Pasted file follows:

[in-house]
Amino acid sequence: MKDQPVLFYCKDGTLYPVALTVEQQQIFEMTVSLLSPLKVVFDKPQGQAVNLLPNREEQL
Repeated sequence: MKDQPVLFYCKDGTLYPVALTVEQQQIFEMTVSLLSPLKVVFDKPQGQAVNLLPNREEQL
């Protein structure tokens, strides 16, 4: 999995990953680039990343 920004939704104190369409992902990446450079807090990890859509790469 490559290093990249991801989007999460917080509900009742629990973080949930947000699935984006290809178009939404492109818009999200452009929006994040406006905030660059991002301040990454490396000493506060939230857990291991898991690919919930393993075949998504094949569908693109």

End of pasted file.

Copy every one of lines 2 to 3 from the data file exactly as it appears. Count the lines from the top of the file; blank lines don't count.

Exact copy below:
Amino acid sequence: MKDQPVLFYCKDGTLYPVALTVEQQQIFEMTVSLLSPLKVVFDKPQGQAVNLLPNREEQL
Repeated sequence: MKDQPVLFYCKDGTLYPVALTVEQQQIFEMTVSLLSPLKVVFDKPQGQAVNLLPNREEQL